Do You Sabotage Your Success?

Do You Sabotage Your Success

photo credit: neilconway via flickr

No Plans To Sabotage

You set your goals for the year.  They felt doable and just right in January.

Now you’re starting to see the results.  You have new clients, you’ve lost 5 pounds, you’ve been accepted into the certification program.

Check-in.  How do you feel?

Success is a crazy thing.  At the beginning it’s nothing but an idea.  You’re happy when you think about it. When it starts to manifest, it can freak you out.

Whether you call it a fear of success, fear of change, or fear of failure, there’s one common thread, you’re afraid of what’s happening because it feels strange.

Self Sabotage – Repelling Success

Worse of all, you start to repel this success.  Unconsciously you self sabotage your success.  If you’re trying to lose 10 lbs, when you’ve lost 5 you “reward” yourself with ice cream.  Then it spirals out of control.

In your business, you want to increase sales.  You set your goals for the year then get to work.  You contact new prospects, have meetings, do more presentations.  Your calendar, once under control, now has very little white space.  When you look at the week ahead you moan and groan about being so busy.

Not only that, you start to complain when you’re with others.

Stop!

Complaining is a form of self sabotage.   Just like the bowl of ice cream, it will set you back from achieving your goal.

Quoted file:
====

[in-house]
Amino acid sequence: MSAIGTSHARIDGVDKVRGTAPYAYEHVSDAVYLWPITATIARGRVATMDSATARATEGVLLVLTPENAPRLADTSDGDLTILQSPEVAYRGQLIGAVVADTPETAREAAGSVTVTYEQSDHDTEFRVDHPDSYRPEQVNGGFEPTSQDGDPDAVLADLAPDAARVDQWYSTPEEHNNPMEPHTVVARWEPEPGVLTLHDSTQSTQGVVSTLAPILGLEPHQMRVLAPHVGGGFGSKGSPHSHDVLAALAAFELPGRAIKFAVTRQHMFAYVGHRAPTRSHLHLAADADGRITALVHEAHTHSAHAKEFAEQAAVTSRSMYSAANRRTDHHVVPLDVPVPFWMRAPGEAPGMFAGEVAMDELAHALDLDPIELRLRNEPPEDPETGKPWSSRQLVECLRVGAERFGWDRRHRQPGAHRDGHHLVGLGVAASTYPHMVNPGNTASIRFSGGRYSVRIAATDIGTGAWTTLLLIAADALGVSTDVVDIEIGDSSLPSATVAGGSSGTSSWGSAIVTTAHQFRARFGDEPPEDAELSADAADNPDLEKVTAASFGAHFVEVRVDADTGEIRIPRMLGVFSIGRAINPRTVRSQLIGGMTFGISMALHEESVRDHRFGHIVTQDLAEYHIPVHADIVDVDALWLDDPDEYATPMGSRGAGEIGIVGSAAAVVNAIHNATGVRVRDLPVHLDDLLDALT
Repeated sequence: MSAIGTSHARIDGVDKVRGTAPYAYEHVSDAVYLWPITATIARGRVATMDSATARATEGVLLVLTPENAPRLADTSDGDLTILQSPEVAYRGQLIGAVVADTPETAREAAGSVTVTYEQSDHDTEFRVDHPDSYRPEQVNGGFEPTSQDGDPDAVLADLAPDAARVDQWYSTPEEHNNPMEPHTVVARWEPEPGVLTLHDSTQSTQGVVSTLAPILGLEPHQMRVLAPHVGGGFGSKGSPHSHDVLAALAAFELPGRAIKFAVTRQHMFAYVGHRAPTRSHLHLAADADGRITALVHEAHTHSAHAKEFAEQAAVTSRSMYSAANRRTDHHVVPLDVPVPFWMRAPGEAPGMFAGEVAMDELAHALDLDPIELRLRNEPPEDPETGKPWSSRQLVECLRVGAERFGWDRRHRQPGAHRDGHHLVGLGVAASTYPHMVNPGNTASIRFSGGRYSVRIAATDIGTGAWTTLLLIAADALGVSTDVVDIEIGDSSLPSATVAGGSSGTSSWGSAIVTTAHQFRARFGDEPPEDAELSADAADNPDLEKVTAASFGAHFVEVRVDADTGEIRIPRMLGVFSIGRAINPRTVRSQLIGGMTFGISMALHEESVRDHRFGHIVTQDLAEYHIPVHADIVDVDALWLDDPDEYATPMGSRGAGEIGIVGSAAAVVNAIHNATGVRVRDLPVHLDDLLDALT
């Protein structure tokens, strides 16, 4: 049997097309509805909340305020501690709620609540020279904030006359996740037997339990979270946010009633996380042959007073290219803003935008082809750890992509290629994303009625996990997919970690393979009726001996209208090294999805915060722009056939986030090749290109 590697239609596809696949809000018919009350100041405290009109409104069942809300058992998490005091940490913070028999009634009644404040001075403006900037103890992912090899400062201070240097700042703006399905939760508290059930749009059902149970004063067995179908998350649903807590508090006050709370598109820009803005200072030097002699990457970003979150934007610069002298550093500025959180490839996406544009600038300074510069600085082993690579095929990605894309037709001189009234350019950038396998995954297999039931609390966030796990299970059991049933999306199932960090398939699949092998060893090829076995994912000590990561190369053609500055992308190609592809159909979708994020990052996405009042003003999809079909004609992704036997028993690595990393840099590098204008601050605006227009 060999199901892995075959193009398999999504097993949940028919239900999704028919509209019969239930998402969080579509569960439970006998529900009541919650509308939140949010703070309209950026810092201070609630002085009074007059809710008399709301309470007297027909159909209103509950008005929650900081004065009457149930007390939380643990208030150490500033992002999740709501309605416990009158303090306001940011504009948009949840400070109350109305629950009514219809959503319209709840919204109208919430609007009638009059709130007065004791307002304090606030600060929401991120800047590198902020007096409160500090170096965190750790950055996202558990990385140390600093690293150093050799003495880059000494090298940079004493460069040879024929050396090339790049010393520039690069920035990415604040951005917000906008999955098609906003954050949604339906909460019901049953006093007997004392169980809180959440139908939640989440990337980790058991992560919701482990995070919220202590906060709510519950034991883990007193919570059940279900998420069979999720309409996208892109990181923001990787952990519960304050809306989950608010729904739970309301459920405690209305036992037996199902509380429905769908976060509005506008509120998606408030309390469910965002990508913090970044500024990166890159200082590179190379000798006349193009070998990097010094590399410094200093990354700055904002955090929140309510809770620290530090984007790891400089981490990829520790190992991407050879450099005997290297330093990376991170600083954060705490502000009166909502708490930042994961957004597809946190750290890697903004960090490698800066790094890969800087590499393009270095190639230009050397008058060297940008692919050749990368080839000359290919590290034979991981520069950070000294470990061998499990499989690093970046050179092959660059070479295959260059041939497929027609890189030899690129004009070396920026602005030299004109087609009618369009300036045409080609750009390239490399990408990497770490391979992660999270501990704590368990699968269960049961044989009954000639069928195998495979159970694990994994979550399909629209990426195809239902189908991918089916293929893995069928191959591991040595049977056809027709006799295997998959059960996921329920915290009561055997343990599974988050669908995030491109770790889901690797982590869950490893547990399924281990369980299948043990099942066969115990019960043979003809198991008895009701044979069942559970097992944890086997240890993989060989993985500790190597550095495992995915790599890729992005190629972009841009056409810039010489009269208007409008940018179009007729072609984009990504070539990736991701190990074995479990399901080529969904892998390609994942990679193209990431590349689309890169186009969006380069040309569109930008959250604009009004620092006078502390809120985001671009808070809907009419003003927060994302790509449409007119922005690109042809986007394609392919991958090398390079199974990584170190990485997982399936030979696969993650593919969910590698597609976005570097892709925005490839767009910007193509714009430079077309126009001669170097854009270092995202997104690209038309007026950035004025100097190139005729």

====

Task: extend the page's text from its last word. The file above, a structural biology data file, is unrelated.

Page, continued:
Why Do You Self Sabotage?

Everyone has comfort zones.  It feels right to to stay within its boundaries.  When you start to stretch outside the zone, you create an internal feeling of anxiety that, if not recognized, manifests as sabotage.

You aren’t doing it to be mean to yourself.  Your brain is trying to get you “back to where you belong.”  Your new state might be better for you physically or financially, but your brain doesn’t know that yet.

What’s A Person To Do?

The best thing to do is when you open up the freezer or hear yourself complain, stop.  Recognize this is anxiety.  Replace the need for ice cream or complaining with the vision of you 10 pounds lighter or with your bonus check.

By refocusing on your goal, you implant pictures of the future into your brain.  In essence, you’re telling your brain what the future looks like.  Once it accepts this as your new reality, the stress and anxiety go away.

Don’t Give Up

Review your goals every day.  Keep them in front of you.  Know why you want to achieve them.  Then take small steps in that direction.  Soon you’ll be setting new goals and achieving them faster.

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